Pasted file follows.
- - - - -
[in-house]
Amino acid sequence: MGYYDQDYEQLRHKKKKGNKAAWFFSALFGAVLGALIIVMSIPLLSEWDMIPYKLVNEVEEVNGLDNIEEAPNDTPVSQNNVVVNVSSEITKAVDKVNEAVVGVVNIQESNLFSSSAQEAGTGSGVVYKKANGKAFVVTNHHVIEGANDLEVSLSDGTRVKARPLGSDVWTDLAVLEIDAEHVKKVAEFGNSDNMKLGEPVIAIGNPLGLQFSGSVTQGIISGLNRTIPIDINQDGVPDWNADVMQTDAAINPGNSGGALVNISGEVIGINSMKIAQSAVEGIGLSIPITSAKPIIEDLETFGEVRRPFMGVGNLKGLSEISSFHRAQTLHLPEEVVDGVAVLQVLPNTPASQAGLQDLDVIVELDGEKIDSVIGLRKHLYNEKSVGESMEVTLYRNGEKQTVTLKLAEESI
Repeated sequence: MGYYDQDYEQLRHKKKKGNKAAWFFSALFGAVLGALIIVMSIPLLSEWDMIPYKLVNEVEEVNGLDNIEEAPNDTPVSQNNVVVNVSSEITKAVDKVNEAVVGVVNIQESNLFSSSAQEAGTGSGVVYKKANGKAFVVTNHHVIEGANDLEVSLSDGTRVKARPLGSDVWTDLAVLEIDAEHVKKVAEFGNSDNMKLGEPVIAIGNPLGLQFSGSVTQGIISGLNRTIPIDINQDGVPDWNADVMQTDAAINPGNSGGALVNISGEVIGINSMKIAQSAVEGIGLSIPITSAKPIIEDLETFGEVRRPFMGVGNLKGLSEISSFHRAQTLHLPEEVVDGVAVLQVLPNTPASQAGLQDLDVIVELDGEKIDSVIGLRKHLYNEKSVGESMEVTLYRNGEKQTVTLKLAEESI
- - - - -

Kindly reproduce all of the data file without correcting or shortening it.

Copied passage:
[in-house]
Amino acid sequence: MGYYDQDYEQLRHKKKKGNKAAWFFSALFGAVLGALIIVMSIPLLSEWDMIPYKLVNEVEEVNGLDNIEEAPNDTPVSQNNVVVNVSSEITKAVDKVNEAVVGVVNIQESNLFSSSAQEAGTGSGVVYKKANGKAFVVTNHHVIEGANDLEVSLSDGTRVKARPLGSDVWTDLAVLEIDAEHVKKVAEFGNSDNMKLGEPVIAIGNPLGLQFSGSVTQGIISGLNRTIPIDINQDGVPDWNADVMQTDAAINPGNSGGALVNISGEVIGINSMKIAQSAVEGIGLSIPITSAKPIIEDLETFGEVRRPFMGVGNLKGLSEISSFHRAQTLHLPEEVVDGVAVLQVLPNTPASQAGLQDLDVIVELDGEKIDSVIGLRKHLYNEKSVGESMEVTLYRNGEKQTVTLKLAEESI
Repeated sequence: MGYYDQDYEQLRHKKKKGNKAAWFFSALFGAVLGALIIVMSIPLLSEWDMIPYKLVNEVEEVNGLDNIEEAPNDTPVSQNNVVVNVSSEITKAVDKVNEAVVGVVNIQESNLFSSSAQEAGTGSGVVYKKANGKAFVVTNHHVIEGANDLEVSLSDGTRVKARPLGSDVWTDLAVLEIDAEHVKKVAEFGNSDNMKLGEPVIAIGNPLGLQFSGSVTQGIISGLNRTIPIDINQDGVPDWNADVMQTDAAINPGNSGGALVNISGEVIGINSMKIAQSAVEGIGLSIPITSAKPIIEDLETFGEVRRPFMGVGNLKGLSEISSFHRAQTLHLPEEVVDGVAVLQVLPNTPASQAGLQDLDVIVELDGEKIDSVIGLRKHLYNEKSVGESMEVTLYRNGEKQTVTLKLAEESI